With the new administration, we will begin the work of undoing four years of damage while also engaging in what we do best – advocating for the strong safeguards we need to protect our clean air and water and the climate.

7. Invasive Species and Ballast Water:

Aquatic invasive species pose an enormous threat to the Great Lakes. Movement of species within the Great Lakes remains a concern and threat to the overall health of the Lakes and the economies they support. Congress directed EPA to update rules for ballast water (the water ships uptake and discharge for balance). Rather than doing a thorough job that met the direction from Congress EPA issued a proposal with many flaws, but most significantly did not take steps to help prevent Lakers, the ships that only move around the Great Lakes, from moving invasive species around. And, in a rush to get this rule done, EPA offered only 30 days to comment and no hearings. In October, ELPC and Great Lakes partners asked for more time which EPA did not grant. We joined our partners’ detailed comments here.  This is one of the rules EPA could still try is rushing to get done before January 20th.

8. Undercutting Clean Water Act protections:

In 2020, the Trump EPA issued two rules intended to make it harder to protect clean water. In April, EPA issued its “Navigable Waters Protection Rule” that left many streams and wetlands unprotected from pollution or development with little science to back up what is or is not protected. Protecting the Great Lakes requires protecting all of the waters that feed into them – by undercutting the Clean Water Rule, EPA has made that much harder. Then in June EPA issued a rule that hamstrings the ability of states to protect their own waters leaving states and tribes with less ability to effectively ensure their water quality is protected from federally permitted projects under the Clean Water Act Section 401 Water Quality Certification.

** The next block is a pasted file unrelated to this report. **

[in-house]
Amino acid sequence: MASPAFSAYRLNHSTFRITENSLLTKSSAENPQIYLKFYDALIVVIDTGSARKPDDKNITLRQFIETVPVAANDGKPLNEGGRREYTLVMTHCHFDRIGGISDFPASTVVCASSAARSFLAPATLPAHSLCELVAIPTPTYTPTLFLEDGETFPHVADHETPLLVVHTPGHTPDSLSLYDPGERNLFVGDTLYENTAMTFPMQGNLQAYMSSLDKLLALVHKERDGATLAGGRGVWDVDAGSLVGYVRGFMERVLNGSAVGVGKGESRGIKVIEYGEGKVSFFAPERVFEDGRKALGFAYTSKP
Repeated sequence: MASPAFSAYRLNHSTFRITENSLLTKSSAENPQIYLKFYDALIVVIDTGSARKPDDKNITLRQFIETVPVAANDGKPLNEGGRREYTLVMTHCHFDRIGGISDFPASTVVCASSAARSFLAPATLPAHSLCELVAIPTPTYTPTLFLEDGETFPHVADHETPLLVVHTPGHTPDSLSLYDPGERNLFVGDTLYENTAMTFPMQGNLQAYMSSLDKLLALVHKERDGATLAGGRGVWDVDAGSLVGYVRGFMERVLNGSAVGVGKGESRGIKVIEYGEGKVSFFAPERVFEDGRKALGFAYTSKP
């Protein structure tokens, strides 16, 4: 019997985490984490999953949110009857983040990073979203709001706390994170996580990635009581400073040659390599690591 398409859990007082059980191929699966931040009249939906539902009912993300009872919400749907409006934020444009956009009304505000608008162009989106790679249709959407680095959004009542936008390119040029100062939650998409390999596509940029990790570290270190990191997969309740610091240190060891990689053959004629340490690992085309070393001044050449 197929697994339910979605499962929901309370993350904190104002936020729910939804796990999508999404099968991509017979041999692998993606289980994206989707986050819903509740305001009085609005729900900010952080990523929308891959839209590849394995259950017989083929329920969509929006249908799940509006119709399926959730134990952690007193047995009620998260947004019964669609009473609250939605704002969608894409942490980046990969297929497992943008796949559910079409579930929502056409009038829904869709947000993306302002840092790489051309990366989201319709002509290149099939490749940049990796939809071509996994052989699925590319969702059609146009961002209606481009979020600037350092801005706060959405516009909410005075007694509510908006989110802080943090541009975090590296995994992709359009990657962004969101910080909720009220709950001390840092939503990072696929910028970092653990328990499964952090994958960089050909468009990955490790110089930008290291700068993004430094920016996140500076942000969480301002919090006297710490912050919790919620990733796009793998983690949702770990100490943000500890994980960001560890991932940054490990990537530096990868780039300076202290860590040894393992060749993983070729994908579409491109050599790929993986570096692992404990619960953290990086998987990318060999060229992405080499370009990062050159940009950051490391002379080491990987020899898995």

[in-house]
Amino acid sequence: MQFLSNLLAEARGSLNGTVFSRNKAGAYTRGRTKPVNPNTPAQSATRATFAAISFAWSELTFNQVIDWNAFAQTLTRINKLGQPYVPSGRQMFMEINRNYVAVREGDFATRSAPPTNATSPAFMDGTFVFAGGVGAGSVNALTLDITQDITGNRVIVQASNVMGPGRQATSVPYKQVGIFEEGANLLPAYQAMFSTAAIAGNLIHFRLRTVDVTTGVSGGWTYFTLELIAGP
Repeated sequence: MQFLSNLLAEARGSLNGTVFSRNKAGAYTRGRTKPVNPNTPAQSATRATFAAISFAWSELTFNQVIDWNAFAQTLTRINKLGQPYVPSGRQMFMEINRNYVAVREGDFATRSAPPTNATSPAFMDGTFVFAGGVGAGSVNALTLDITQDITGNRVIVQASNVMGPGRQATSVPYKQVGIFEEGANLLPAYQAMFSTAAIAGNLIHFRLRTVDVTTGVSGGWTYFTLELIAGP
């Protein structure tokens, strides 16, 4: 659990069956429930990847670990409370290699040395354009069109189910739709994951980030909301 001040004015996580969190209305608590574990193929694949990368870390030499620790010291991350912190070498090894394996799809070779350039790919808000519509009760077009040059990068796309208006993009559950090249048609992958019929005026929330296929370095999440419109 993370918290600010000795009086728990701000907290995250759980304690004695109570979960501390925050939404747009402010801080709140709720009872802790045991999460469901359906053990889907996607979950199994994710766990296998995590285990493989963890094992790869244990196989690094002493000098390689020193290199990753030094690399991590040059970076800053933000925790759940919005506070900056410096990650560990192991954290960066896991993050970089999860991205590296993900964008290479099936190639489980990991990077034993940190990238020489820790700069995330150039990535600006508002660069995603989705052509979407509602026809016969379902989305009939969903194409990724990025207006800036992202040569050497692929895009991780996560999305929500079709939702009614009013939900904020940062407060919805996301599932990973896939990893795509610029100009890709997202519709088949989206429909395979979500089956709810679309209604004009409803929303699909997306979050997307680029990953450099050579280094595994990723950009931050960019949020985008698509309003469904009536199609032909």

9. Clean (or not so clean) Cars update:

Undermining the 2012 Clean Car standards, one of the hallmark climate actions of the Obama administration, was a top priority for the Trump EPA and DOT. Changes in administration can mean changes in policy, but good rules take time to issue and so do bad ones. At the end of last year we reported that the administration had to break its rollback of the clean car standards into two rules: one to take away the authority of California to maintain its stronger standards for vehicle pollution (which ELPC and partners are challenging) and a second rule, issued in August, to replace requirements that car makers consistently make vehicles more efficient and emit less carbon pollution through 2025 with next to nothing standards. We are challenging this rule too but also hope to see early and quick action on clean cars with the new administration.

10. Not giving the public a fair say:

The Trump team has been rushing the rollbacks all year and not even the COVID public health crisis could slow them down, though it has been harder for the public to engage in the rulemaking process. Public hearings are a critical way for people to testify face-to-face with the staff at the agencies doing the work, and advance rules that will best for the American people. Even before public health shut downs began, EPA began holding phone-in only public hearings. In January I testified against weakening standards for toxic coal-ash at one of these phone-in events – it felt like leaving a message on EPA’s answering machine that no one would listen to. Throughout the year, ELPC has urged EPA to do better. We get that in-person hearings can’t happen until it is safe to gather in large groups again, but our message to EPA was to use available technologies (Zoom or other) to make virtual hearings as close as possible to the real thing. As the Biden-Harris administration come in, we will urge that they too put technology to work as they work to repair the damage of the rollbacks noted above and others from the last four years and more importantly issue proactive proposals.

It has been a rough four years when it comes to fighting the wave of rollbacks and the fight will continue right up to the moment President-elect Biden and Vice President-elect Harris are sworn in. And then we will begin the work of undoing the damage while also engaging in what we do best – advocating for the strong safeguards we need to protect our clean air and water and the climate.


Ann Mesnikoff,

Federal Legislative Director

Ann Mesnikoff is the federal legislative director at ELPC, working in Washington, D.C., with the Midwest Congressional Delegation and national coalitions to advance supportive clean energy, clean water and clean air, and transportation reform policies.